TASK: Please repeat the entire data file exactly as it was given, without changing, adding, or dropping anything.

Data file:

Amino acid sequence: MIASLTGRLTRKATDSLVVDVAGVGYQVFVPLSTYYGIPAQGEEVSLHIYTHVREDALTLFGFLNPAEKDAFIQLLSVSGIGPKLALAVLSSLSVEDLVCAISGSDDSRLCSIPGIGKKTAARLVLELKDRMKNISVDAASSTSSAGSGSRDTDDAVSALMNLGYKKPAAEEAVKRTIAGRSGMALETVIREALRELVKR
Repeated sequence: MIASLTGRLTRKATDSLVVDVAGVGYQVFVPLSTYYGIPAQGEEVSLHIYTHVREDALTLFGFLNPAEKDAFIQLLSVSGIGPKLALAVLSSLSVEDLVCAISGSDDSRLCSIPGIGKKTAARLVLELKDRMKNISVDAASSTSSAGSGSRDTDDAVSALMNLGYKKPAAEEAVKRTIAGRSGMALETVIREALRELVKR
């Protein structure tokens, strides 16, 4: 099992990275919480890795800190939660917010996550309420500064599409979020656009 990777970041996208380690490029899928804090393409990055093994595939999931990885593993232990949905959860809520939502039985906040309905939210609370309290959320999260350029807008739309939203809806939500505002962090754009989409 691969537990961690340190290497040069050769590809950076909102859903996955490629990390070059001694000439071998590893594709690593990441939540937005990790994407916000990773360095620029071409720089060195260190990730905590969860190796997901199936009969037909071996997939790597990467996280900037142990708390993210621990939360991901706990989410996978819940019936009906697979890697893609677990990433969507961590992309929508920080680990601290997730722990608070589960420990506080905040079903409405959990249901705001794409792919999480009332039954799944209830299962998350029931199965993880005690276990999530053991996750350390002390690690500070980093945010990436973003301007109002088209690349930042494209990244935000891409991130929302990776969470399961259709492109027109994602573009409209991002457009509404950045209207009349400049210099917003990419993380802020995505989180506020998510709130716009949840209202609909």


Amino acid sequence: MIASLTGRLTRKATDSLVVDVAGVGYQVFVPLSTYYGIPAQGEEVSLHIYTHVREDALTLFGFLNPAEKDAFIQLLSVSGIGPKLALAVLSSLSVEDLVCAISGSDDSRLCSIPGIGKKTAARLVLELKDRMKNISVDAASSTSSAGSGSRDTDDAVSALMNLGYKKPAAEEAVKRTIAGRSGMALETVIREALRELVKR
Repeated sequence: MIASLTGRLTRKATDSLVVDVAGVGYQVFVPLSTYYGIPAQGEEVSLHIYTHVREDALTLFGFLNPAEKDAFIQLLSVSGIGPKLALAVLSSLSVEDLVCAISGSDDSRLCSIPGIGKKTAARLVLELKDRMKNISVDAASSTSSAGSGSRDTDDAVSALMNLGYKKPAAEEAVKRTIAGRSGMALETVIREALRELVKR
């Protein structure tokens, strides 16, 4: 099992990275919480890795800190939660917010996550309420500064599409979020656009 990777970041996208380690490029899928804090393409990055093994595939999931990885593993232990949905959860809520939502039985906040309905939210609370309290959320999260350029807008739309939203809806939500505002962090754009989409 691969537990961690340190290497040069050769590809950076909102859903996955490629990390070059001694000439071998590893594709690593990441939540937005990790994407916000990773360095620029071409720089060195260190990730905590969860190796997901199936009969037909071996997939790597990467996280900037142990708390993210621990939360991901706990989410996978819940019936009906697979890697893609677990990433969507961590992309929508920080680990601290997730722990608070589960420990506080905040079903409405959990249901705001794409792919999480009332039954799944209830299962998350029931199965993880005690276990999530053991996750350390002390690690500070980093945010990436973003301007109002088209690349930042494209990244935000891409991130929302990776969470399961259709492109027109994602573009409209991002457009509404950045209207009349400049210099917003990419993380802020995505989180506020998510709130716009949840209202609909």